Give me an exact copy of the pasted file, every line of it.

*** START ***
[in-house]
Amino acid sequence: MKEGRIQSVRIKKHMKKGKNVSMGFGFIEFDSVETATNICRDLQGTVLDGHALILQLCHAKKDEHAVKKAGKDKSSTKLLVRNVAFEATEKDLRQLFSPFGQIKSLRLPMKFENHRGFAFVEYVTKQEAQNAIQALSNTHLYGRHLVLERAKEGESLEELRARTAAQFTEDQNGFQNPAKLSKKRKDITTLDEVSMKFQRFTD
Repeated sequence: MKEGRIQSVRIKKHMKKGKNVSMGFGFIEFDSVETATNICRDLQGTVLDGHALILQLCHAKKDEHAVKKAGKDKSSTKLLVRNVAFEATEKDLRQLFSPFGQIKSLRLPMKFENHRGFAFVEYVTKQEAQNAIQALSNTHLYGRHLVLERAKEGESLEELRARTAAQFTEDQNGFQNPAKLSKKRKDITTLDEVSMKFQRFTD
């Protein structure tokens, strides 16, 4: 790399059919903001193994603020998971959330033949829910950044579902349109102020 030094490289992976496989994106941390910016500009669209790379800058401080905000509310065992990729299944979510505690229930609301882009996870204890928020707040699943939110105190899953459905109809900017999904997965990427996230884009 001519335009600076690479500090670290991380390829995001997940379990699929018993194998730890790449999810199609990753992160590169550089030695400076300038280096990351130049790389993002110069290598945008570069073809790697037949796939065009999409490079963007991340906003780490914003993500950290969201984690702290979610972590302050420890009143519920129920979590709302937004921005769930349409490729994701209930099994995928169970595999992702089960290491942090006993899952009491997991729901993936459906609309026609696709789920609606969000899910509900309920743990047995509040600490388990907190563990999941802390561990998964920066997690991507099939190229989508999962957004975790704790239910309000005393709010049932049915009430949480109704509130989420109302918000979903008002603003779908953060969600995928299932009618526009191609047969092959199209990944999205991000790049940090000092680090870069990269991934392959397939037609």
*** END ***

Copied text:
[in-house]
Amino acid sequence: MKEGRIQSVRIKKHMKKGKNVSMGFGFIEFDSVETATNICRDLQGTVLDGHALILQLCHAKKDEHAVKKAGKDKSSTKLLVRNVAFEATEKDLRQLFSPFGQIKSLRLPMKFENHRGFAFVEYVTKQEAQNAIQALSNTHLYGRHLVLERAKEGESLEELRARTAAQFTEDQNGFQNPAKLSKKRKDITTLDEVSMKFQRFTD
Repeated sequence: MKEGRIQSVRIKKHMKKGKNVSMGFGFIEFDSVETATNICRDLQGTVLDGHALILQLCHAKKDEHAVKKAGKDKSSTKLLVRNVAFEATEKDLRQLFSPFGQIKSLRLPMKFENHRGFAFVEYVTKQEAQNAIQALSNTHLYGRHLVLERAKEGESLEELRARTAAQFTEDQNGFQNPAKLSKKRKDITTLDEVSMKFQRFTD
């Protein structure tokens, strides 16, 4: 790399059919903001193994603020998971959330033949829910950044579902349109102020 030094490289992976496989994106941390910016500009669209790379800058401080905000509310065992990729299944979510505690229930609301882009996870204890928020707040699943939110105190899953459905109809900017999904997965990427996230884009 001519335009600076690479500090670290991380390829995001997940379990699929018993194998730890790449999810199609990753992160590169550089030695400076300038280096990351130049790389993002110069290598945008570069073809790697037949796939065009999409490079963007991340906003780490914003993500950290969201984690702290979610972590302050420890009143519920129920979590709302937004921005769930349409490729994701209930099994995928169970595999992702089960290491942090006993899952009491997991729901993936459906609309026609696709789920609606969000899910509900309920743990047995509040600490388990907190563990999941802390561990998964920066997690991507099939190229989508999962957004975790704790239910309000005393709010049932049915009430949480109704509130989420109302918000979903008002603003779908953060969600995928299932009618526009191609047969092959199209990944999205991000790049940090000092680090870069990269991934392959397939037609």